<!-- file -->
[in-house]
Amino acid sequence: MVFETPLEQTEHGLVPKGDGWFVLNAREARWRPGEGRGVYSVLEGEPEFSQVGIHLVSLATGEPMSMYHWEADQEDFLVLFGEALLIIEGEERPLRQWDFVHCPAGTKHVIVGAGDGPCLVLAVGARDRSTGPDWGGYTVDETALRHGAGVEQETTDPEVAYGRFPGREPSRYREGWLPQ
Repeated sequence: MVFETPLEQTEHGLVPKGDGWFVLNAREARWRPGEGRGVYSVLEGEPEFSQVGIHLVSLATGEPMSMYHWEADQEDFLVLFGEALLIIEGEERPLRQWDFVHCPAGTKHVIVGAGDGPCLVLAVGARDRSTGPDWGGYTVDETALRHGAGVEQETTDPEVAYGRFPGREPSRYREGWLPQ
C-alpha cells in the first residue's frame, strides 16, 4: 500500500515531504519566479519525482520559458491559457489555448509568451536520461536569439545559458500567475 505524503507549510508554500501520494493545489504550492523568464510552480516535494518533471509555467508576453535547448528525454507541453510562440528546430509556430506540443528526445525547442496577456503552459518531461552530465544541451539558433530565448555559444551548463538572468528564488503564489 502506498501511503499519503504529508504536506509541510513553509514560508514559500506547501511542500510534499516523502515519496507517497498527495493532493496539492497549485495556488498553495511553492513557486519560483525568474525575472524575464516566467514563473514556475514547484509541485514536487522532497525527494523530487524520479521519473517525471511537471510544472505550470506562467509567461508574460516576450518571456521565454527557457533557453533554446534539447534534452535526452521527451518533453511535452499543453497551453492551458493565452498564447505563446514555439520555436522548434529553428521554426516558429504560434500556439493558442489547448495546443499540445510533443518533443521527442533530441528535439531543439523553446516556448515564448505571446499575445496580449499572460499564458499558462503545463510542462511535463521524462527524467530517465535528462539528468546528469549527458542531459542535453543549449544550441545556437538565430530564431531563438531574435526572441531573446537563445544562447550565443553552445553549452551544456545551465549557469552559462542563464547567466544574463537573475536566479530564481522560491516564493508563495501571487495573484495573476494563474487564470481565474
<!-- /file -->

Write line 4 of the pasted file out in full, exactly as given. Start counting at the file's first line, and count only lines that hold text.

C-alpha cells in the first residue's frame, strides 16, 4: 500500500515531504519566479519525482520559458491559457489555448509568451536520461536569439545559458500567475 505524503507549510508554500501520494493545489504550492523568464510552480516535494518533471509555467508576453535547448528525454507541453510562440528546430509556430506540443528526445525547442496577456503552459518531461552530465544541451539558433530565448555559444551548463538572468528564488503564489 502506498501511503499519503504529508504536506509541510513553509514560508514559500506547501511542500510534499516523502515519496507517497498527495493532493496539492497549485495556488498553495511553492513557486519560483525568474525575472524575464516566467514563473514556475514547484509541485514536487522532497525527494523530487524520479521519473517525471511537471510544472505550470506562467509567461508574460516576450518571456521565454527557457533557453533554446534539447534534452535526452521527451518533453511535452499543453497551453492551458493565452498564447505563446514555439520555436522548434529553428521554426516558429504560434500556439493558442489547448495546443499540445510533443518533443521527442533530441528535439531543439523553446516556448515564448505571446499575445496580449499572460499564458499558462503545463510542462511535463521524462527524467530517465535528462539528468546528469549527458542531459542535453543549449544550441545556437538565430530564431531563438531574435526572441531573446537563445544562447550565443553552445553549452551544456545551465549557469552559462542563464547567466544574463537573475536566479530564481522560491516564493508563495501571487495573484495573476494563474487564470481565474